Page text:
(Re)Construction of Identity of Cities Using the Examples of Szczecin and Wroclaw
Dr. Pawel KubickiInstitute of European Studies of the Jagiellonian University
February 5, 2015
Center for Urban History, Lviv
The report analyzes the process of reconstruction of the identity of post-migrant cities. Szczecin and Wroclaw are the two largest Polish cities whose populations changed a hundred percent. After 1945, the German residents and workers were replaced with Polish residents who came mostly from rural areas. The new residents long felt a double foreignness of the cities, where they began to live. The foreignness was, on the one hand, of a cultural nature as over centuries both cities were firmly rooted in German culture, and on the other hand, of a structural nature as the new residents came from villages and experienced serious problems adapting to the urban environment.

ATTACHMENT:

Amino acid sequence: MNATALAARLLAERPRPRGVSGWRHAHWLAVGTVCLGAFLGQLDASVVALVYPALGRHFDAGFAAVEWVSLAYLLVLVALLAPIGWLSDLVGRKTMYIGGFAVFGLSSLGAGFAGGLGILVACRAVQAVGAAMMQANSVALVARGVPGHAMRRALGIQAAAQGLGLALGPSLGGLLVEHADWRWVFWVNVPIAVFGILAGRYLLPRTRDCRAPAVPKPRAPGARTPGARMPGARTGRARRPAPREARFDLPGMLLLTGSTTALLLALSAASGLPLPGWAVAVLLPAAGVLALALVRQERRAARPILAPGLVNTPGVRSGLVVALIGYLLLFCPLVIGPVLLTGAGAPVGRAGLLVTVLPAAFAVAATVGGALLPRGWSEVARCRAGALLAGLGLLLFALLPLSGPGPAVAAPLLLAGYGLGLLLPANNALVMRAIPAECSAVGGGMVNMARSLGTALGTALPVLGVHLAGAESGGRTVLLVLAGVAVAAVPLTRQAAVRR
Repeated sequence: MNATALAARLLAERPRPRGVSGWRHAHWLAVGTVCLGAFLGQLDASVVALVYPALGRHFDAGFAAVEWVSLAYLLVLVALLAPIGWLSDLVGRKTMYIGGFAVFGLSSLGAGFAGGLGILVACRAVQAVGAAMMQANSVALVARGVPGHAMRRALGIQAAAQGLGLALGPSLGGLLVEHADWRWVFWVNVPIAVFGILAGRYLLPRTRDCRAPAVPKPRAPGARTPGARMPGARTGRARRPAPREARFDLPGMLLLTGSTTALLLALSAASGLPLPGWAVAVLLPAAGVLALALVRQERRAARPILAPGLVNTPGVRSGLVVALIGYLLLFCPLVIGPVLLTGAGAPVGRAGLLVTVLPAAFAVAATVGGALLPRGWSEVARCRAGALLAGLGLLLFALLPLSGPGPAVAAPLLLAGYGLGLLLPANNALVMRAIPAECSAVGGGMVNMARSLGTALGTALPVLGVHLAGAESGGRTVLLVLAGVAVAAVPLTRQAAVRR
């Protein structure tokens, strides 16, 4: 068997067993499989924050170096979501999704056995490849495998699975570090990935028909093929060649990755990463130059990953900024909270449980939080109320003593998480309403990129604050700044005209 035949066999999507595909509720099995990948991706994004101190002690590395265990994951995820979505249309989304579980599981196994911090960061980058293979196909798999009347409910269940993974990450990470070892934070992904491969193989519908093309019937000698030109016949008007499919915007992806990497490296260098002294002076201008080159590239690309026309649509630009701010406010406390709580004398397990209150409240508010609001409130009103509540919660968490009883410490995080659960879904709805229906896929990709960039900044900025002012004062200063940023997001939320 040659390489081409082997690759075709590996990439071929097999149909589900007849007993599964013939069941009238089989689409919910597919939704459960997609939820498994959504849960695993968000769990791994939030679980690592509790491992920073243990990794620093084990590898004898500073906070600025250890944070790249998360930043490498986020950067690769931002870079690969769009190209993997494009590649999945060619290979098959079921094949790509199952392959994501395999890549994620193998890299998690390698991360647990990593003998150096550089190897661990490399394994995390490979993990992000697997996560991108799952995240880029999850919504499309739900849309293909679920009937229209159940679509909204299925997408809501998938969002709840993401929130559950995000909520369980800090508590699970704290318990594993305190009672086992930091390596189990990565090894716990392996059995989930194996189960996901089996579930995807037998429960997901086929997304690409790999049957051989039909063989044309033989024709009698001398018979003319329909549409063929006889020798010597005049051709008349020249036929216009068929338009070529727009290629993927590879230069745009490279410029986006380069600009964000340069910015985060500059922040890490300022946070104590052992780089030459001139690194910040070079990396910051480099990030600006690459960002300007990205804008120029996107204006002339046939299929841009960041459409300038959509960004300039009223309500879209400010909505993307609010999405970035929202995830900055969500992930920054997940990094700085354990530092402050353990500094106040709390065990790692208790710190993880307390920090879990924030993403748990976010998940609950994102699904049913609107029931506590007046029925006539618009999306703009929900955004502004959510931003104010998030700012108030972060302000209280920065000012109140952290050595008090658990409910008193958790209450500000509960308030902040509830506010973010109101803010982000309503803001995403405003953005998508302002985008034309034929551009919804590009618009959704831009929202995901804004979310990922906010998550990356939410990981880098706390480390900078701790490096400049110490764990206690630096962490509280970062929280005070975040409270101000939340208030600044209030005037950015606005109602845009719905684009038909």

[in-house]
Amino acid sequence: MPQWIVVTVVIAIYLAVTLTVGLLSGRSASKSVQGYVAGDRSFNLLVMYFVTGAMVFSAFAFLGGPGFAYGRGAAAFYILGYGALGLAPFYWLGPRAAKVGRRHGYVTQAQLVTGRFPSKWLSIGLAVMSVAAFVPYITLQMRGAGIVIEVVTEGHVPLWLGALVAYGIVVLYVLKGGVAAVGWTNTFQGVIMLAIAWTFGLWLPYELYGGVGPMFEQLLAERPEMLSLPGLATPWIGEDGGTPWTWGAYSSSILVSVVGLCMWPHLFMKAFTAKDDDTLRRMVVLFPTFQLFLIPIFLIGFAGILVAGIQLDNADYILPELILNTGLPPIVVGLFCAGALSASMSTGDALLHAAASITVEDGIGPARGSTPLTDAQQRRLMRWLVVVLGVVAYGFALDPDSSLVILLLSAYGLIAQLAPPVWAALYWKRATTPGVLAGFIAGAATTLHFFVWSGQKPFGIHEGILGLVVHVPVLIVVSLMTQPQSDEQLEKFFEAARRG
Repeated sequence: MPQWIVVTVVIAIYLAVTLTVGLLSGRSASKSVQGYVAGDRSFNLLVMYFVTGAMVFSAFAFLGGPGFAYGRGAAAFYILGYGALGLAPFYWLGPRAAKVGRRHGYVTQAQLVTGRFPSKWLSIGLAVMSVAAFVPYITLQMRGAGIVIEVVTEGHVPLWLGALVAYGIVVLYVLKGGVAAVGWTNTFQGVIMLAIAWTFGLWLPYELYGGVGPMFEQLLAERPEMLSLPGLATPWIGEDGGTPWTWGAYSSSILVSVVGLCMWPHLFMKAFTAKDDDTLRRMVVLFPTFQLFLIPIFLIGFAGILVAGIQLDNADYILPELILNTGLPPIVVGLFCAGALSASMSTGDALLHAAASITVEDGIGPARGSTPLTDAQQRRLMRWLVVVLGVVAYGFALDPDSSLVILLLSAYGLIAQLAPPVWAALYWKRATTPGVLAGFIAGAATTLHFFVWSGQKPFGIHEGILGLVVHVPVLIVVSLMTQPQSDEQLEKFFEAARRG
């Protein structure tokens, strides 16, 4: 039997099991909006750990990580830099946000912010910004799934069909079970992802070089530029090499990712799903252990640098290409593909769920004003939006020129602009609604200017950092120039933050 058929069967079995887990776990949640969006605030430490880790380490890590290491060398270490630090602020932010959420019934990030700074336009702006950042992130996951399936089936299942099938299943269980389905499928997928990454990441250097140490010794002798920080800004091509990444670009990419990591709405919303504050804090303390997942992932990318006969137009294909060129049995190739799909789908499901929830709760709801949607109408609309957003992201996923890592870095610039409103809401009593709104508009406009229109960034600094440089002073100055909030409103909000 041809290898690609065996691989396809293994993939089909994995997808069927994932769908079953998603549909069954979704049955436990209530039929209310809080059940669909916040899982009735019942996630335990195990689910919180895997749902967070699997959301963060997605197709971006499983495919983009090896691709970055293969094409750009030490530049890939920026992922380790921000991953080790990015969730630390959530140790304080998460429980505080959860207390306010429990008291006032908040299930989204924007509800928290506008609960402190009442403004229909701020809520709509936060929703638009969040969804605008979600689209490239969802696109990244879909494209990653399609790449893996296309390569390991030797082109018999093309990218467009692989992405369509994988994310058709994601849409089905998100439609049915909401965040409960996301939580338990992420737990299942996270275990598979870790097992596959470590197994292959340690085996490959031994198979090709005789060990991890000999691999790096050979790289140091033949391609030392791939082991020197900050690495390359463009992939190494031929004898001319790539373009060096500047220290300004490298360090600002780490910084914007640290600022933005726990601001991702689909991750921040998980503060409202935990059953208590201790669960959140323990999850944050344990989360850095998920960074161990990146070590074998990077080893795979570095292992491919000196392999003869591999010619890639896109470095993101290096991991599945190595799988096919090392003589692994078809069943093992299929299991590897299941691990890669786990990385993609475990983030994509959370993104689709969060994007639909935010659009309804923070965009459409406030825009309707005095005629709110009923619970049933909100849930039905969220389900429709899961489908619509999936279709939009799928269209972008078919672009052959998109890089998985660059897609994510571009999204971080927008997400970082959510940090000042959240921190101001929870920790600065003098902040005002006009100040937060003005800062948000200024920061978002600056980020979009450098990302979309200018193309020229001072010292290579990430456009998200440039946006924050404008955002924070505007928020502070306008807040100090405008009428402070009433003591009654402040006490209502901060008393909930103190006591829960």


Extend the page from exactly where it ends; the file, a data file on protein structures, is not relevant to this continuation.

Modern Wroclaw is an example where the ritual of transition was completed successfully: from migrants in an "undesirable place" to citizens of "ones" city. Instead, Szczecin still lies in the transition zone, where the process of reconstruction of identity is not over.
The conclusions are the result of a three-year research project (2008-2010) carried out thanks to the grant program RECON Reconstituting Democracy in Europe 6.